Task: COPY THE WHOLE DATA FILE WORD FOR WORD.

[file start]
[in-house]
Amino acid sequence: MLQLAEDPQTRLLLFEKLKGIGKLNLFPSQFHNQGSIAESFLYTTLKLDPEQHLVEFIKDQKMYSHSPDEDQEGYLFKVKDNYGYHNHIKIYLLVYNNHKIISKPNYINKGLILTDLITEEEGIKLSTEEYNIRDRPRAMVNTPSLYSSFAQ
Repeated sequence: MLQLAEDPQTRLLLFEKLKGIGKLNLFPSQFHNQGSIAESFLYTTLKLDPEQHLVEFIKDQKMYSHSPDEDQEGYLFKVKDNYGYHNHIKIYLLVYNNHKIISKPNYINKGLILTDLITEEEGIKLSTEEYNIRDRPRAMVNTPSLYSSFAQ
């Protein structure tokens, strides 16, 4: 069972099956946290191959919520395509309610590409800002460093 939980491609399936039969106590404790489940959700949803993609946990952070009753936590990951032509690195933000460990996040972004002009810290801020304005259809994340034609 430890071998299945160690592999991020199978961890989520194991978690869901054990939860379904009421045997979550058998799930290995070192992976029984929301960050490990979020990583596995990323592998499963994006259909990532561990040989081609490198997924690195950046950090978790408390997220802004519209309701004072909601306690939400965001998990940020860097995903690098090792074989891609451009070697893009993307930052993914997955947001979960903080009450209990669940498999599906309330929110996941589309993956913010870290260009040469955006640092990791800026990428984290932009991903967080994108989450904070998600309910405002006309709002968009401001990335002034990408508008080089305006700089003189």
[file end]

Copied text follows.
[in-house]
Amino acid sequence: MLQLAEDPQTRLLLFEKLKGIGKLNLFPSQFHNQGSIAESFLYTTLKLDPEQHLVEFIKDQKMYSHSPDEDQEGYLFKVKDNYGYHNHIKIYLLVYNNHKIISKPNYINKGLILTDLITEEEGIKLSTEEYNIRDRPRAMVNTPSLYSSFAQ
Repeated sequence: MLQLAEDPQTRLLLFEKLKGIGKLNLFPSQFHNQGSIAESFLYTTLKLDPEQHLVEFIKDQKMYSHSPDEDQEGYLFKVKDNYGYHNHIKIYLLVYNNHKIISKPNYINKGLILTDLITEEEGIKLSTEEYNIRDRPRAMVNTPSLYSSFAQ
């Protein structure tokens, strides 16, 4: 069972099956946290191959919520395509309610590409800002460093 939980491609399936039969106590404790489940959700949803993609946990952070009753936590990951032509690195933000460990996040972004002009810290801020304005259809994340034609 430890071998299945160690592999991020199978961890989520194991978690869901054990939860379904009421045997979550058998799930290995070192992976029984929301960050490990979020990583596995990323592998499963994006259909990532561990040989081609490198997924690195950046950090978790408390997220802004519209309701004072909601306690939400965001998990940020860097995903690098090792074989891609451009070697893009993307930052993914997955947001979960903080009450209990669940498999599906309330929110996941589309993956913010870290260009040469955006640092990791800026990428984290932009991903967080994108989450904070998600309910405002006309709002968009401001990335002034990408508008080089305006700089003189």